Of course, even Facebook is trying to clean up its news feeds and that’s a good thing considering that more than 60 per cent of North Americans get their news there. The social media giant recently tweaked its algorithm and rankings for photos, posts and video clips to prioritize content from members’ friends and families, over that of publishers and brands.
But, Zuckerberg and his company aren’t shutting the door to advertisers. Far from it.
Publishers will simply pay more to place Facebook ads to reach their client communities. Call it the premiumization of Facebook advertising. And yep, you guessed it, that means social media-savvy SMEs are going to pay a steeper price to promote their businesses and capture audience attention.
To stand out in a news feed such as Facebook’s, therefore, you need to say and communicate in a way that appeals to your target audience. The days of posting for the sake of posting are gone. If your Facebook post — or Instagram or Snapchat or Twitter post, for that matter — doesn’t get interacted with right away, consider it a waste of time. And paying to boost it will likely do nothing to improve its performance.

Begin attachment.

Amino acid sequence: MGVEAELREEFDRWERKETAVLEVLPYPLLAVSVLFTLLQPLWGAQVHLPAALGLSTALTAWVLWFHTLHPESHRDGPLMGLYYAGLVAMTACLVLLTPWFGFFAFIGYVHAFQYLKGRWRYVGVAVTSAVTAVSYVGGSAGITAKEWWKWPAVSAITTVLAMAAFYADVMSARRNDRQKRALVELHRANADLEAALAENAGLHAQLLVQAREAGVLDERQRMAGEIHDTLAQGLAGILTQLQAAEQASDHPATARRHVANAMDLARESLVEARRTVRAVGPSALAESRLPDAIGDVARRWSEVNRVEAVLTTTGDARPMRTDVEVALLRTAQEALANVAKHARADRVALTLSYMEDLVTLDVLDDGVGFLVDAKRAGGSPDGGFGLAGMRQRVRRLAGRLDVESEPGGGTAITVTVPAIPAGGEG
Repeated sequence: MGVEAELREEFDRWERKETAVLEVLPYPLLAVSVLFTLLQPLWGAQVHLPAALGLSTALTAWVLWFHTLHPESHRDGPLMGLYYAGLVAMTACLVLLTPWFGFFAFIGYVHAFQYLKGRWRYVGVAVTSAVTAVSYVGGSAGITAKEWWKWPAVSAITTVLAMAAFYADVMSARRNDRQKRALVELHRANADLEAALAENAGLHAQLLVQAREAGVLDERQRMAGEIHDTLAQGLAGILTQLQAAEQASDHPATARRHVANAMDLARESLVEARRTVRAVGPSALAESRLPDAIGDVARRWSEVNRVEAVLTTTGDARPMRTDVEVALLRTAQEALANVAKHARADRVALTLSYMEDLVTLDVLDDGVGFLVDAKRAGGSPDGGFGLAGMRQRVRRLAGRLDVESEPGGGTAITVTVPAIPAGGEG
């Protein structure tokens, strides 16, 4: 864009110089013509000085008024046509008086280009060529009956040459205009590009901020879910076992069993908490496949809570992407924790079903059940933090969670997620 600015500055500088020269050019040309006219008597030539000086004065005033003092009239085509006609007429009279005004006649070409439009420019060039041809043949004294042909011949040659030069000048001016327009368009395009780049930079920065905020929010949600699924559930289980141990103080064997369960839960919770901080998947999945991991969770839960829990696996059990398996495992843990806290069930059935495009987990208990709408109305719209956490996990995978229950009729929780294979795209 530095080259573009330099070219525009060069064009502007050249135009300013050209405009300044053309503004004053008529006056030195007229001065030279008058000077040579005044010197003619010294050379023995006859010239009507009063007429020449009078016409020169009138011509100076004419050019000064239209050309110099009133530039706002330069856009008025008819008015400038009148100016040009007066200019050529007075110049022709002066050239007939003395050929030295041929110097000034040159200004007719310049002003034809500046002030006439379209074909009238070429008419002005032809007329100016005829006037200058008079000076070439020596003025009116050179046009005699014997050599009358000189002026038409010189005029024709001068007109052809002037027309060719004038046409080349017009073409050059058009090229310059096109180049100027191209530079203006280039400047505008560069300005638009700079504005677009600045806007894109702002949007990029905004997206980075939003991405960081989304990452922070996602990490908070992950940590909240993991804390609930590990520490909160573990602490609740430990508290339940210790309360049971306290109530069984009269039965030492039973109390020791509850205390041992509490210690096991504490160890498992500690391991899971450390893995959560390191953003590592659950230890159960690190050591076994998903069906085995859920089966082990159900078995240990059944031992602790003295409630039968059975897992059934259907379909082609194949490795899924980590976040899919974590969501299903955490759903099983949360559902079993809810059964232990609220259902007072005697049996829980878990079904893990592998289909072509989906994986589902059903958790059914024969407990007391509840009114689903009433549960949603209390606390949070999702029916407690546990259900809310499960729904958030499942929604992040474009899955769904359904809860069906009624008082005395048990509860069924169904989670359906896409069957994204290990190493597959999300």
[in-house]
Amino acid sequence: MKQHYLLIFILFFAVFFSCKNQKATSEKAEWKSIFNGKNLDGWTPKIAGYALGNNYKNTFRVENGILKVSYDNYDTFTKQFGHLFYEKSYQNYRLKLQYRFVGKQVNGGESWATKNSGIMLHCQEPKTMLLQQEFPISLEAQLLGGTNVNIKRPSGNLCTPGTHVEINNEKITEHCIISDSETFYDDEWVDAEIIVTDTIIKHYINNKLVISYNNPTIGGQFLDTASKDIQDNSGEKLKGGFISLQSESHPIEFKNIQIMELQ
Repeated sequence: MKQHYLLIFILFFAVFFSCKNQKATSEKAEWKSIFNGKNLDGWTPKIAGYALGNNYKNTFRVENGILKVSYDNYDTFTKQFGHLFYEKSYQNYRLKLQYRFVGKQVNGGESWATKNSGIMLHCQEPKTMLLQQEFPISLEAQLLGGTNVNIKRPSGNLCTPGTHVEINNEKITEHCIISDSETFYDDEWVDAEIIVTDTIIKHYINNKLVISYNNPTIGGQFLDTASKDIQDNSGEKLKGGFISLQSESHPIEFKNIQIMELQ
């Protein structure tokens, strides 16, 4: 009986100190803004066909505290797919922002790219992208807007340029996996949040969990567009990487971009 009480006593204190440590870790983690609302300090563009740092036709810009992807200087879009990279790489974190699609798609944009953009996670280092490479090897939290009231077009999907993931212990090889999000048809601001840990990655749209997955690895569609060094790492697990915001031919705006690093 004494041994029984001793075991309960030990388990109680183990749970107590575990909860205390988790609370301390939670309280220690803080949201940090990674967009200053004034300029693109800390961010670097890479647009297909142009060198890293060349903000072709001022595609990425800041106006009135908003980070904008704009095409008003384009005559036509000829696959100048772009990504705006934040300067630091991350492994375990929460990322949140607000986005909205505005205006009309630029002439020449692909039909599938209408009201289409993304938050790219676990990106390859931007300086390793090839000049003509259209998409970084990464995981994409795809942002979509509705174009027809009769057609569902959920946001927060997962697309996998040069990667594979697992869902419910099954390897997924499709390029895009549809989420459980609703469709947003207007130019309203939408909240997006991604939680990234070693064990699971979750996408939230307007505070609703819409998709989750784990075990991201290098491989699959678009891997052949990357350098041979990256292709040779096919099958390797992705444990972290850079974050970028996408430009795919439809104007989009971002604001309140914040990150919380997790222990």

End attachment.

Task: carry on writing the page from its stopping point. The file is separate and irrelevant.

As an SME owner, you need to understand where your customers spend their time. Still, we too often see organizations using the wrong platform and the wrong messaging in the wrong way. It’s a major problem.
Remember that on social networks, people want to stay, play and have a say — in other words, they want to be heard (if they’re praising or complaining about your brand, for example), read moving stories and engage with your organization, or other members of your community.
The way you communicate and capture that attention needs to be adjusted to suit each social media platform. People are in a different frame of mind when they’re searching for a restaurant on Google compared with when they’re engaging in a “Top Restaurants in Town” group on Facebook.